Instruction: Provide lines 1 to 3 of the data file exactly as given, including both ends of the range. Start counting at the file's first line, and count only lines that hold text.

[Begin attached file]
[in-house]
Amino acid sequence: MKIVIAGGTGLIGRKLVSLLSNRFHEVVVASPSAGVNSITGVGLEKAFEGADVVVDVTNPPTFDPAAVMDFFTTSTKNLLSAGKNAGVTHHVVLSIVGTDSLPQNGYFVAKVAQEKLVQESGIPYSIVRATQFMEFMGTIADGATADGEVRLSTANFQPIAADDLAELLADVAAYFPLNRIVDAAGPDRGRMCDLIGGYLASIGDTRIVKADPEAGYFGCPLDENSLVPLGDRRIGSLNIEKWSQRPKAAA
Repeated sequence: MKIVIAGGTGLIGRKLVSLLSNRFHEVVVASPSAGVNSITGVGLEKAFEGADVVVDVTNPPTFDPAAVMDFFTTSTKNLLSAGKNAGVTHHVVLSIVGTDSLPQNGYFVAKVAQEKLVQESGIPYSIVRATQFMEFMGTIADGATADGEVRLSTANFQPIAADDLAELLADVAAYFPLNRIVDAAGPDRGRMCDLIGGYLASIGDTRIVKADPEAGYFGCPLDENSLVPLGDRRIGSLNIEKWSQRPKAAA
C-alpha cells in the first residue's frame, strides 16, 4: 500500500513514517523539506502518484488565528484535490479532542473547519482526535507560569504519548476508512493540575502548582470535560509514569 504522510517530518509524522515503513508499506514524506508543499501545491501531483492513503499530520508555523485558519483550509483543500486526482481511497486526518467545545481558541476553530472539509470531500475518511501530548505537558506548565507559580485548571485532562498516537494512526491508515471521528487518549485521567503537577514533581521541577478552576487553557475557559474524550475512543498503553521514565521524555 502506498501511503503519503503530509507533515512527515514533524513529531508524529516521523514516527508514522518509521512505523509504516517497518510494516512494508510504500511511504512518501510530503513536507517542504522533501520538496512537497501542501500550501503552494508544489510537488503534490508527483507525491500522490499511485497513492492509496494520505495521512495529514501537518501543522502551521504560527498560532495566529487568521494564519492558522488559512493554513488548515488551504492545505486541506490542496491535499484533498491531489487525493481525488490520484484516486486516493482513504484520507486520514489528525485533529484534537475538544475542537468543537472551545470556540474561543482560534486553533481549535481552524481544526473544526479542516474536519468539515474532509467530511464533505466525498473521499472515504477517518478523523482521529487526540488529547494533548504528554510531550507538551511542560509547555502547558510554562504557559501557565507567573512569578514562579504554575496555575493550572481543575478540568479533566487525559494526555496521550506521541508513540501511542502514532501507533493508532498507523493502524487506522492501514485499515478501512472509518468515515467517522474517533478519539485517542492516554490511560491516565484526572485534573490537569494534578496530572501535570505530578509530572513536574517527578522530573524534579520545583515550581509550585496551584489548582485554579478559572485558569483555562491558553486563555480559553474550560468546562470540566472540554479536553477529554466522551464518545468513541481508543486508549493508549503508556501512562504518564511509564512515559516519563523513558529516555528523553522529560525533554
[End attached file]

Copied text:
[in-house]
Amino acid sequence: MKIVIAGGTGLIGRKLVSLLSNRFHEVVVASPSAGVNSITGVGLEKAFEGADVVVDVTNPPTFDPAAVMDFFTTSTKNLLSAGKNAGVTHHVVLSIVGTDSLPQNGYFVAKVAQEKLVQESGIPYSIVRATQFMEFMGTIADGATADGEVRLSTANFQPIAADDLAELLADVAAYFPLNRIVDAAGPDRGRMCDLIGGYLASIGDTRIVKADPEAGYFGCPLDENSLVPLGDRRIGSLNIEKWSQRPKAAA
Repeated sequence: MKIVIAGGTGLIGRKLVSLLSNRFHEVVVASPSAGVNSITGVGLEKAFEGADVVVDVTNPPTFDPAAVMDFFTTSTKNLLSAGKNAGVTHHVVLSIVGTDSLPQNGYFVAKVAQEKLVQESGIPYSIVRATQFMEFMGTIADGATADGEVRLSTANFQPIAADDLAELLADVAAYFPLNRIVDAAGPDRGRMCDLIGGYLASIGDTRIVKADPEAGYFGCPLDENSLVPLGDRRIGSLNIEKWSQRPKAAA